For two days last week, I was at the annual Chicago installment of our Microsoft Licensing Boot Camp. I’ve been to several of our camps to help present a couple of the topics. I’ve also noticed something unusual (and somewhat frightening) occurring.

What I’ve seen is the growth of – or at least growth of the interest of – Virtual Desktop Infrastructure (VDI). In VDI, the desktop operating system that a user interacts with is virtualized (and often remotely located) rather than being a desktop PC or even a laptop with Windows that the user runs locally. The theory is that by virtualizing, you can centralize deployment, management and servicing, spin VMs up or down as you need them, and sometimes use layering technologies to make this management more efficient. In an environment where you task users with buying/bringing their own work PC, VDI also gives you a way to secure the user’s work environment by providing a common image to all users, secured through RDP.

I say theory because, barring dramatic improvements in how Windows handles state separation (user/app/OS), layering technologies are fraught with some peril. Perhaps some of Citrix’s offerings, or other companies I haven’t seen have unwound the Windows state problem and really enabled efficient virtualization that isn’t just N VM’s for N users. As I’ve never seen otherwise, though, I’m inclined to believe that VDI – and virtualization as a whole, save you money on hardware but do not save you nearly as much in terms of deployment, management and servicing as you might think. With client VDI in particular, you had 8 physical systems horizontally – now you have 8 virtual systems stacked vertically. Hope you’ve chosen a good hypervisor and clustered server to run it on so those virtual desktops have high availability.

VDI has this certain ring to it. If you’ve been in IT, you know the sound. It’s the sound of a technology your CIO asked you to investigate because he heard from another CIO on the golf course, “Wait. You haven’t deployed VDI yet?” Yes, it’s a bright shiny object (BSO) with untold perils if you don’t license it properly.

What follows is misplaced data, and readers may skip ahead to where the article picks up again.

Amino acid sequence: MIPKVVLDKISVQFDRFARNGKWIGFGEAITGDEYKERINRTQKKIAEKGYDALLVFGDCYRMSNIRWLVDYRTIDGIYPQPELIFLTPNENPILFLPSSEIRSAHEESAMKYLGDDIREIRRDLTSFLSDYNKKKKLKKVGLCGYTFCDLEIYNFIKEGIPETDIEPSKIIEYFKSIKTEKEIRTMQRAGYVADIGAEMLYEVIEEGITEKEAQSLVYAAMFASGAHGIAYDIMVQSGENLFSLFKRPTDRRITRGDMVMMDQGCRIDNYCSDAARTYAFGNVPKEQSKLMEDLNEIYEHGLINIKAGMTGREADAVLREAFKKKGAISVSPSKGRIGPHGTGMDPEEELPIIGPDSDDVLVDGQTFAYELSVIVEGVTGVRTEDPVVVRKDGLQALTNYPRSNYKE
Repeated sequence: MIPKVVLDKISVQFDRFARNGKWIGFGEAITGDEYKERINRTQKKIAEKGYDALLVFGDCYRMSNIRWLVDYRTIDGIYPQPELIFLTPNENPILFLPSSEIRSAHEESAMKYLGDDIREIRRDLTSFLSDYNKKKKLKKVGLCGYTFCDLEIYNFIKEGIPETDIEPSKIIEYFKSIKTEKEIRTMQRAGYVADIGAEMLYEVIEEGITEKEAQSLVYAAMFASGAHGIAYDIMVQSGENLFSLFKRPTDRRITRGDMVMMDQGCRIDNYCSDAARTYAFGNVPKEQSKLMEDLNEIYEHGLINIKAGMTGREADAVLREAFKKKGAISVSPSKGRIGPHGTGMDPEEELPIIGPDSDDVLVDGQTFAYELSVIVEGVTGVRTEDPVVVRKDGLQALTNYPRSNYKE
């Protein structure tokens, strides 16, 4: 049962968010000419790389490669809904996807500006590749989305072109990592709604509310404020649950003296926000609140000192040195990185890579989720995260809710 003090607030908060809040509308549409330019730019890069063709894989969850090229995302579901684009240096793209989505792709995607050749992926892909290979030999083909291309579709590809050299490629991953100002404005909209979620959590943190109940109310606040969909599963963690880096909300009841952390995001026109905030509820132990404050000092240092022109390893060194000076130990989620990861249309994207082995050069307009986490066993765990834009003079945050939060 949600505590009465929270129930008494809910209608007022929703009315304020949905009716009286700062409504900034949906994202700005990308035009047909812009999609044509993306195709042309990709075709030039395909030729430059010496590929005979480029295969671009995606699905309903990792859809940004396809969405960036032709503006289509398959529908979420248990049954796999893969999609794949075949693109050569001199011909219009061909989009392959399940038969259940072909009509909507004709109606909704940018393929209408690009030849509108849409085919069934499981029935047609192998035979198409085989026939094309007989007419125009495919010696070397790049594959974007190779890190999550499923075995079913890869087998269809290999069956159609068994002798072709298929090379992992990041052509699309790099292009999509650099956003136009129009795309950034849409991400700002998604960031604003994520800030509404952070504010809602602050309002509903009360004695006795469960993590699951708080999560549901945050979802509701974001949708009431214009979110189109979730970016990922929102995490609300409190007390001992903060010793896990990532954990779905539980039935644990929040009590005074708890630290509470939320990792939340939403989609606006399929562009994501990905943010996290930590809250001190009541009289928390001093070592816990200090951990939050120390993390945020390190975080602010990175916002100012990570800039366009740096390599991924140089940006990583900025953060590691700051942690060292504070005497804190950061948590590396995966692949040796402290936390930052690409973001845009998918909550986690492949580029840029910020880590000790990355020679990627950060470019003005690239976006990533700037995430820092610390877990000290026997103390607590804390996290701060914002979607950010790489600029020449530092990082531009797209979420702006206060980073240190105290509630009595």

In NYC when we asked who was looking at doing VDI, two – maybe three – people raised their hands. In Chicago, it was easily 85% of the room either looking at it or doing it now. In NYC, an attendee quietly asked me, “Why would someone ever do VDI instead of Remote Desktop?” Logical question, given RDP’s easily understood – and enforced – licensing, highly scalable architecture (far more users in far less space, RAM, and processor utilization), fault tolerance, etc. I quietly replied back, “I have no idea.” In Chicago, when we had wrapped, an attendee walked up and basically asked me the same thing. He wanted me to help him understand why people are so in love with VDI. I told him, much like NYC, “I don’t understand it either.

VDI isn’t cheap. It’s definitely not free. While you can theoretically remove Windows desktops as the client endpoint and use an RDP dumb terminal (or an iPad), you face licensing complexities as a direct result of doing so.

Microsoft is a better chess player than you are when it comes to licensing. Depending on what you access a Windows VDI system from (using RDP from a user-owned Windows laptop, for example), sometimes you may have, or may not have, properly licensed the client system to ever connect. There’s no magical licensing to prevent you from doing the wrong thing – only the potential penalty of an audit for not having done so correctly. What I’m saying is, there are some huge licensing qualifications that you have to work through in order to implement VDI with the Windows desktop, and not understanding them before you ever look into implementing VDI is kind of like asking Felix Baumgartner to jump from his capsule without ever doing any sort of testing. You could very easily wind up hurting yourself.

As to using an iPad as a VDI client, I’m really confused as to who (if anyone, actually) does this. Accessing Win32 applications from an iPad is akin to torture. It’s a sub 10″ screen, with touch only, no mouse, and a soft keyboard. What kind of tasks are you asking users to perform with this? Either move the task to a proper task-optimized  Web app or iOS app, or give them a proper desktop or laptop system on which to perform their task. I may well dive into this topic in a future post. Sure to generate some conversation.

Are you using VDI? Do you understand the licensing of Windows, Office, and every other software component you’re using? Do you disagree with me that VDI is just a BSO (and believe that you’re saving tons of money with it)? Let me know what you think.


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